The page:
Considering that this hastily made antenna used only one elevated radial (or "counterpoise", depending on your definition), I was satisfied with the contacts I made last Saturday (08 June 2013).  Like my initial work with this antenna back in 1977 and 1978, I was able to keep SWR below 1.5 to 1 on 40, 20, 15, and 10 meters, thanks to the ladder line, the balun, and a good transmatch.  Of course, I couldn't use 20 meters as a novice operator in those days.  Once I passed my general license exam, this antenna gave me good service in the 20 meter band.

Will this antenna match the performance of a beam on a 50-foot/15.24 meters tower?  No.  But it will get you on the air quickly with low SWR.  I've received CW reports ranging from 559 to 599 and SSB reports of 54 to 57, depending on band selection and propagation.  Not bad for 10 watts output from an old rig.

The addition of several elevated radials would undoubtedly improve the efficiency of this antenna.  But, for now, this simple vertical with one elevated radial works fairly well.  The antenna can be erected and taken down quickly.  The antenna can be packed in my van with no problems.  Most of the materials can be obtained at the nearest hardware or home improvement center.  You can also use pvc pipe for the mast and ordinary #14 AWG house wire for the antenna elements.  450-ohm ladder line can be ordered from the major amateur radio supply houses (HRO, AES, Ham Station, etc.).  There are a variety of suppliers for RG-8X coaxial cable.  In an emergency, I've even used RG-58 from Radio Shack, although there are quality issues with some of the coax sold by the "Shack".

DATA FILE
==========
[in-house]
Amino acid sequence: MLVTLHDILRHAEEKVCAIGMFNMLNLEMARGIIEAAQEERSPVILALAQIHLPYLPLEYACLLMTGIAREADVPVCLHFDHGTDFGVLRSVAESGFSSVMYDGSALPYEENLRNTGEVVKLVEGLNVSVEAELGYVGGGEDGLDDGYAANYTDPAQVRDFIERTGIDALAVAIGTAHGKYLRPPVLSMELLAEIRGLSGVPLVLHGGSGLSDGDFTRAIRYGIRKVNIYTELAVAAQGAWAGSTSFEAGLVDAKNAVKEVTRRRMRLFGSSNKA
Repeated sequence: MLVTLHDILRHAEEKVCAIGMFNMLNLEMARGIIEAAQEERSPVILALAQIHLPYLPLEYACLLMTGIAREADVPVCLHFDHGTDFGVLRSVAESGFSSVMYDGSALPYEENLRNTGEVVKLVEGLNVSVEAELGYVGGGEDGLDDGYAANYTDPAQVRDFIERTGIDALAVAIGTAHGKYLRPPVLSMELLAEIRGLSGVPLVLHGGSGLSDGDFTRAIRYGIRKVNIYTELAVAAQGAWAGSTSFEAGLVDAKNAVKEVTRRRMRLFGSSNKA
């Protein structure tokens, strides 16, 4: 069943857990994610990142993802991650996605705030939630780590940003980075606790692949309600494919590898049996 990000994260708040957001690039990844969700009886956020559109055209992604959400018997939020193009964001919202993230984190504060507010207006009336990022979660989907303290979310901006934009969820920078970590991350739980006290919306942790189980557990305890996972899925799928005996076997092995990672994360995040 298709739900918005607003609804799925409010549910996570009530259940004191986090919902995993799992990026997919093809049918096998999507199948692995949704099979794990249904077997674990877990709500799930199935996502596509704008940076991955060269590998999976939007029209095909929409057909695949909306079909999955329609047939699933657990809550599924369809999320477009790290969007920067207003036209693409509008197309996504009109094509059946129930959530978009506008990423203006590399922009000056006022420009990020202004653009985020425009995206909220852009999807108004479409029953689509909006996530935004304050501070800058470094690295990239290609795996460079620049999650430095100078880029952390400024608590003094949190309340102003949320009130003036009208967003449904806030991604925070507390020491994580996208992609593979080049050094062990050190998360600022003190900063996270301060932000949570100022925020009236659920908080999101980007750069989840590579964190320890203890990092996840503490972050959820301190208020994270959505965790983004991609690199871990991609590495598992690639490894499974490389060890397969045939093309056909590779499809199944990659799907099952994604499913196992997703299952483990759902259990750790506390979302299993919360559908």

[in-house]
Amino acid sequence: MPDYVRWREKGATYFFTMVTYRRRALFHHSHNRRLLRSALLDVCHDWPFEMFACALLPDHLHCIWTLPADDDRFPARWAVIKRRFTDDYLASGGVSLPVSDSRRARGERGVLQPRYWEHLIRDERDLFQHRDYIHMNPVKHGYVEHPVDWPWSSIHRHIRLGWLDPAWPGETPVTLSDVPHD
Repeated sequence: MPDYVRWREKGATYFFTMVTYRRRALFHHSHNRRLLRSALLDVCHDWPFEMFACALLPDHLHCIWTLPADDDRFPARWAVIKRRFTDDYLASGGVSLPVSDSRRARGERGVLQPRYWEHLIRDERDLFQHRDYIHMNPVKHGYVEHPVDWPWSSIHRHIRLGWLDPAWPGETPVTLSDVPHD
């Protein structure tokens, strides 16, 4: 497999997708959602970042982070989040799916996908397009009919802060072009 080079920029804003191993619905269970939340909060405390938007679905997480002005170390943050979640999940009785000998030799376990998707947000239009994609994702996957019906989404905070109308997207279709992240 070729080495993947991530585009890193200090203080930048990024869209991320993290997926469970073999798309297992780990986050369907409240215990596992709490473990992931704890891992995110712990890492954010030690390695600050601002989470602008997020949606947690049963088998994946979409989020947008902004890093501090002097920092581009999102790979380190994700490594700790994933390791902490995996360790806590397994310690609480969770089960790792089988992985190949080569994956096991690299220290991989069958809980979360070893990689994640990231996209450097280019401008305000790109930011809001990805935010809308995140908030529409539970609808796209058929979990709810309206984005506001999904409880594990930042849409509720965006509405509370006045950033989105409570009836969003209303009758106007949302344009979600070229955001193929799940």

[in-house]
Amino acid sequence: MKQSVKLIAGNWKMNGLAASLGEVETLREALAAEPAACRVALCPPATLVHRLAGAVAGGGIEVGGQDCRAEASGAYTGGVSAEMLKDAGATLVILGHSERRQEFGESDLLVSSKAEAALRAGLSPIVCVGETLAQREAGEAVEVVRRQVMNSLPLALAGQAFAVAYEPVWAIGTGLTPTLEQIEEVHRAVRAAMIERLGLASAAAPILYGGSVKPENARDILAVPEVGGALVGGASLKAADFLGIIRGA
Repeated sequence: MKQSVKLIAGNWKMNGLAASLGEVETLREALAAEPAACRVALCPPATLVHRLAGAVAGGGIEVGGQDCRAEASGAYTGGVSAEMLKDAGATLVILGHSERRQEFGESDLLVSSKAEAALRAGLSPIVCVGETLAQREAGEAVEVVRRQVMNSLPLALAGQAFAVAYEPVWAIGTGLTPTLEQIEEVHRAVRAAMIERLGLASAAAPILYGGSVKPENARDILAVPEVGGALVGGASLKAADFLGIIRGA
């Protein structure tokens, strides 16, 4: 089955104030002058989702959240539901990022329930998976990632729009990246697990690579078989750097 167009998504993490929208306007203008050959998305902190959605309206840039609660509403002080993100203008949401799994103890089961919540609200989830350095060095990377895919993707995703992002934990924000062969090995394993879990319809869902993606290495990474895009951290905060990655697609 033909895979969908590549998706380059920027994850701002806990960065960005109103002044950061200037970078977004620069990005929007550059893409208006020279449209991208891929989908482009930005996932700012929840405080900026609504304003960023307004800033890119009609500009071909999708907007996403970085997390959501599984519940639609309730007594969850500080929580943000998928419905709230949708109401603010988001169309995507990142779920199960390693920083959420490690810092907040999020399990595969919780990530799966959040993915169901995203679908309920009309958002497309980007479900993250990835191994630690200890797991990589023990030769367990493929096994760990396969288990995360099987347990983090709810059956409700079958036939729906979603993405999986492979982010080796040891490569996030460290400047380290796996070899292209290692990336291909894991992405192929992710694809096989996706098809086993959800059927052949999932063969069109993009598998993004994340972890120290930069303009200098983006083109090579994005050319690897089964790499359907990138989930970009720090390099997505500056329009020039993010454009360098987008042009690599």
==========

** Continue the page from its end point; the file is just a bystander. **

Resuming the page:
IEEE. 1993. IEEE standard definition of terms-IEEE std 145-1993. New York:  IEEE.
Straw, Dean, ed. 2003. The ARRL Antenna Book, 20th ed. Newington, CT. ARRL. 27.25-27.32.
Also, check out articles by L. B. Cebik (SK), W4RNL.

Have fun this Field Day!

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Aloha es 73 de Russ (KH6JRM)

BK29jx15--along the beautiful Hamakua Coast of Hawaii Island.